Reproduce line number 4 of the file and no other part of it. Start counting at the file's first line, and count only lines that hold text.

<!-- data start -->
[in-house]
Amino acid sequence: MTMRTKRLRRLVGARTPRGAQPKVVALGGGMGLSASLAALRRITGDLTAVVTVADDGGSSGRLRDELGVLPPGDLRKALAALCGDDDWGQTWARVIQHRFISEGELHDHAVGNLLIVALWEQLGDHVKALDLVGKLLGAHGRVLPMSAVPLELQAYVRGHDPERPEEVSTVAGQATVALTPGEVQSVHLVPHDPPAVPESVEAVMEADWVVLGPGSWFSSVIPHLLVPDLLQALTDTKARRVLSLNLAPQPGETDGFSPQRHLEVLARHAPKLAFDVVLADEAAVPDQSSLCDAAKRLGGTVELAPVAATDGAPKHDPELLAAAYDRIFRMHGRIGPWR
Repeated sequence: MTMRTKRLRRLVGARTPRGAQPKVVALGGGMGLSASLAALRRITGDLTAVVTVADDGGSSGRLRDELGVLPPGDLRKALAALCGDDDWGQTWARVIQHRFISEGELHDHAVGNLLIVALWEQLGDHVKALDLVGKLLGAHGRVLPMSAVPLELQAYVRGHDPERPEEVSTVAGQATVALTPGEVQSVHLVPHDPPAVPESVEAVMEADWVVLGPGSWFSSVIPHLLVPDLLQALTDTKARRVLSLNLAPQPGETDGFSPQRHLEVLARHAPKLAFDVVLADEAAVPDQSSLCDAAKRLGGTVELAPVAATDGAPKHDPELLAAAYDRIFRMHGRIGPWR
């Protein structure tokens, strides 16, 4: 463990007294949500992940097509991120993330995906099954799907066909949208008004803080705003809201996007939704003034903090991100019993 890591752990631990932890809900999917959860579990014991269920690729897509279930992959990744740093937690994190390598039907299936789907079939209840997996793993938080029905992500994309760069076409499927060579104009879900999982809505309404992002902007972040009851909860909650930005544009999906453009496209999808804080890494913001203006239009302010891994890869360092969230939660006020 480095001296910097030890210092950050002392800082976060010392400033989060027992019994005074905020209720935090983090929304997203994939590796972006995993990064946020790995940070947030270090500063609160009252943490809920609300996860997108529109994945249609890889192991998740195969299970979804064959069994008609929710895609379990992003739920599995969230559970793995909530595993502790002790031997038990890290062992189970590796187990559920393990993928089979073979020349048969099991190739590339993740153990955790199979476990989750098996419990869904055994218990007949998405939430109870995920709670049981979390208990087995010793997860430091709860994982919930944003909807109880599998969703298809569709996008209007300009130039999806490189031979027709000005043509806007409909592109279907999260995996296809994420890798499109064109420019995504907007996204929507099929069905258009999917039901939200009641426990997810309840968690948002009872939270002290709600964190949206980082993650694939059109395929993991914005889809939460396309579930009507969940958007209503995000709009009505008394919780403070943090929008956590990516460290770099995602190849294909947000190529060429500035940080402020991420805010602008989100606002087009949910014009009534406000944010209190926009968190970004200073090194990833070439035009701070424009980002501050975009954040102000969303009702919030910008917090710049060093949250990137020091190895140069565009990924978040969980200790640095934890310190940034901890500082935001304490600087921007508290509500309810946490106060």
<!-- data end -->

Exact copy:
């Protein structure tokens, strides 16, 4: 463990007294949500992940097509991120993330995906099954799907066909949208008004803080705003809201996007939704003034903090991100019993 890591752990631990932890809900999917959860579990014991269920690729897509279930992959990744740093937690994190390598039907299936789907079939209840997996793993938080029905992500994309760069076409499927060579104009879900999982809505309404992002902007972040009851909860909650930005544009999906453009496209999808804080890494913001203006239009302010891994890869360092969230939660006020 480095001296910097030890210092950050002392800082976060010392400033989060027992019994005074905020209720935090983090929304997203994939590796972006995993990064946020790995940070947030270090500063609160009252943490809920609300996860997108529109994945249609890889192991998740195969299970979804064959069994008609929710895609379990992003739920599995969230559970793995909530595993502790002790031997038990890290062992189970590796187990559920393990993928089979073979020349048969099991190739590339993740153990955790199979476990989750098996419990869904055994218990007949998405939430109870995920709670049981979390208990087995010793997860430091709860994982919930944003909807109880599998969703298809569709996008209007300009130039999806490189031979027709000005043509806007409909592109279907999260995996296809994420890798499109064109420019995504907007996204929507099929069905258009999917039901939200009641426990997810309840968690948002009872939270002290709600964190949206980082993650694939059109395929993991914005889809939460396309579930009507969940958007209503995000709009009505008394919780403070943090929008956590990516460290770099995602190849294909947000190529060429500035940080402020991420805010602008989100606002087009949910014009009534406000944010209190926009968190970004200073090194990833070439035009701070424009980002501050975009954040102000969303009702919030910008917090710049060093949250990137020091190895140069565009990924978040969980200790640095934890310190940034901890500082935001304490600087921007508290509500309810946490106060």